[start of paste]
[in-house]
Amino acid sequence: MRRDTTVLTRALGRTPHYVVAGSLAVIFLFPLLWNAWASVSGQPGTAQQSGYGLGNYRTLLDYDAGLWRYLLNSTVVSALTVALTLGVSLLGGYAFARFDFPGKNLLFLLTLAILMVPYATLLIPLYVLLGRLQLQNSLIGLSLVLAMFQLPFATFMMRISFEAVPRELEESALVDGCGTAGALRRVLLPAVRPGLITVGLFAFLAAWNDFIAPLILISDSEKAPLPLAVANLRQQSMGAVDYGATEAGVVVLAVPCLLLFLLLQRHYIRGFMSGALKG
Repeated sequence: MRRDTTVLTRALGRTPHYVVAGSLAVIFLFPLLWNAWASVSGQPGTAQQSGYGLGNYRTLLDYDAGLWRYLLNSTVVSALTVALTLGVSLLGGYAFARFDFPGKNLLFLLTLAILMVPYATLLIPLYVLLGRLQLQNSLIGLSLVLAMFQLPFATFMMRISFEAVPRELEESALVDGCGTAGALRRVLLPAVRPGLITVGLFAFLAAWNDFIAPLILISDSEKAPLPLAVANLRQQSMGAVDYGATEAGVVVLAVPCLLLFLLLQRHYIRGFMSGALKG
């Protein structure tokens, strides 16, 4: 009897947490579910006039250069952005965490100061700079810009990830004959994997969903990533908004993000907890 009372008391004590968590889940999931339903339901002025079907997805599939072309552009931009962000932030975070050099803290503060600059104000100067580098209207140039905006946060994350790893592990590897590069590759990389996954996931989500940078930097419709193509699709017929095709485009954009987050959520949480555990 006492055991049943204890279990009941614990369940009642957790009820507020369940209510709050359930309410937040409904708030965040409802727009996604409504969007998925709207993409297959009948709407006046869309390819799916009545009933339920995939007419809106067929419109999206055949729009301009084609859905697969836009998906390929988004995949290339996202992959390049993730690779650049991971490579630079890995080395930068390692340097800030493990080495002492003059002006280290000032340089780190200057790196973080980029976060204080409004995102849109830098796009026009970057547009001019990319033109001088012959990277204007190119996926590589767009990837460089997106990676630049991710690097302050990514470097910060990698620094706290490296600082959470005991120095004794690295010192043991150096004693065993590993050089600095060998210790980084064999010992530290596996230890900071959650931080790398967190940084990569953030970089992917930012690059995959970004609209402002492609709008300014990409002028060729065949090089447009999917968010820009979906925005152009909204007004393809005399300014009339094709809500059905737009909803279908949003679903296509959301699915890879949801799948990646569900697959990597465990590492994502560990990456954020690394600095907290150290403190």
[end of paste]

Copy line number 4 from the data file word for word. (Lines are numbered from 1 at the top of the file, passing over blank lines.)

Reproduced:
């Protein structure tokens, strides 16, 4: 009897947490579910006039250069952005965490100061700079810009990830004959994997969903990533908004993000907890 009372008391004590968590889940999931339903339901002025079907997805599939072309552009931009962000932030975070050099803290503060600059104000100067580098209207140039905006946060994350790893592990590897590069590759990389996954996931989500940078930097419709193509699709017929095709485009954009987050959520949480555990 006492055991049943204890279990009941614990369940009642957790009820507020369940209510709050359930309410937040409904708030965040409802727009996604409504969007998925709207993409297959009948709407006046869309390819799916009545009933339920995939007419809106067929419109999206055949729009301009084609859905697969836009998906390929988004995949290339996202992959390049993730690779650049991971490579630079890995080395930068390692340097800030493990080495002492003059002006280290000032340089780190200057790196973080980029976060204080409004995102849109830098796009026009970057547009001019990319033109001088012959990277204007190119996926590589767009990837460089997106990676630049991710690097302050990514470097910060990698620094706290490296600082959470005991120095004794690295010192043991150096004693065993590993050089600095060998210790980084064999010992530290596996230890900071959650931080790398967190940084990569953030970089992917930012690059995959970004609209402002492609709008300014990409002028060729065949090089447009999917968010820009979906925005152009909204007004393809005399300014009339094709809500059905737009909803279908949003679903296509959301699915890879949801799948990646569900697959990597465990590492994502560990990456954020690394600095907290150290403190």